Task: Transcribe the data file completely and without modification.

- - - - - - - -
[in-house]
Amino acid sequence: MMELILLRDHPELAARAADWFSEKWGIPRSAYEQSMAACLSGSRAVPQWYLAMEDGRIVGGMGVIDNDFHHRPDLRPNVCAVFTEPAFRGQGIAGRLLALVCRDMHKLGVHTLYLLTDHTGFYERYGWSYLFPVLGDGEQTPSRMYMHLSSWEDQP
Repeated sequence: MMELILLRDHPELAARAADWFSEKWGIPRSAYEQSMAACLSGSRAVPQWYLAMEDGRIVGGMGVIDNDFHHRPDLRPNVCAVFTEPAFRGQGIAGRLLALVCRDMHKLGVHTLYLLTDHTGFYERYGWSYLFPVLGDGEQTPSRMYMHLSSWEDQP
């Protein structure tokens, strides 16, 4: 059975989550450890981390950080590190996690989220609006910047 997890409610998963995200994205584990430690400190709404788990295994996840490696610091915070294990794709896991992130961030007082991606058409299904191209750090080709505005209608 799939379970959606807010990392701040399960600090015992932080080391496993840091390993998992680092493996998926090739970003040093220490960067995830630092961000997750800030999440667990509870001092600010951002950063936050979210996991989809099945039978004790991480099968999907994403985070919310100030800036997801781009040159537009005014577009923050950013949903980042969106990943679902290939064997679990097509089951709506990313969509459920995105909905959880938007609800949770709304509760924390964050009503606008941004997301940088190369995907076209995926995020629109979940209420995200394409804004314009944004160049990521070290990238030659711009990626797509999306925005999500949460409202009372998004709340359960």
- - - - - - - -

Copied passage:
[in-house]
Amino acid sequence: MMELILLRDHPELAARAADWFSEKWGIPRSAYEQSMAACLSGSRAVPQWYLAMEDGRIVGGMGVIDNDFHHRPDLRPNVCAVFTEPAFRGQGIAGRLLALVCRDMHKLGVHTLYLLTDHTGFYERYGWSYLFPVLGDGEQTPSRMYMHLSSWEDQP
Repeated sequence: MMELILLRDHPELAARAADWFSEKWGIPRSAYEQSMAACLSGSRAVPQWYLAMEDGRIVGGMGVIDNDFHHRPDLRPNVCAVFTEPAFRGQGIAGRLLALVCRDMHKLGVHTLYLLTDHTGFYERYGWSYLFPVLGDGEQTPSRMYMHLSSWEDQP
């Protein structure tokens, strides 16, 4: 059975989550450890981390950080590190996690989220609006910047 997890409610998963995200994205584990430690400190709404788990295994996840490696610091915070294990794709896991992130961030007082991606058409299904191209750090080709505005209608 799939379970959606807010990392701040399960600090015992932080080391496993840091390993998992680092493996998926090739970003040093220490960067995830630092961000997750800030999440667990509870001092600010951002950063936050979210996991989809099945039978004790991480099968999907994403985070919310100030800036997801781009040159537009005014577009923050950013949903980042969106990943679902290939064997679990097509089951709506990313969509459920995105909905959880938007609800949770709304509760924390964050009503606008941004997301940088190369995907076209995926995020629109979940209420995200394409804004314009944004160049990521070290990238030659711009990626797509999306925005999500949460409202009372998004709340359960």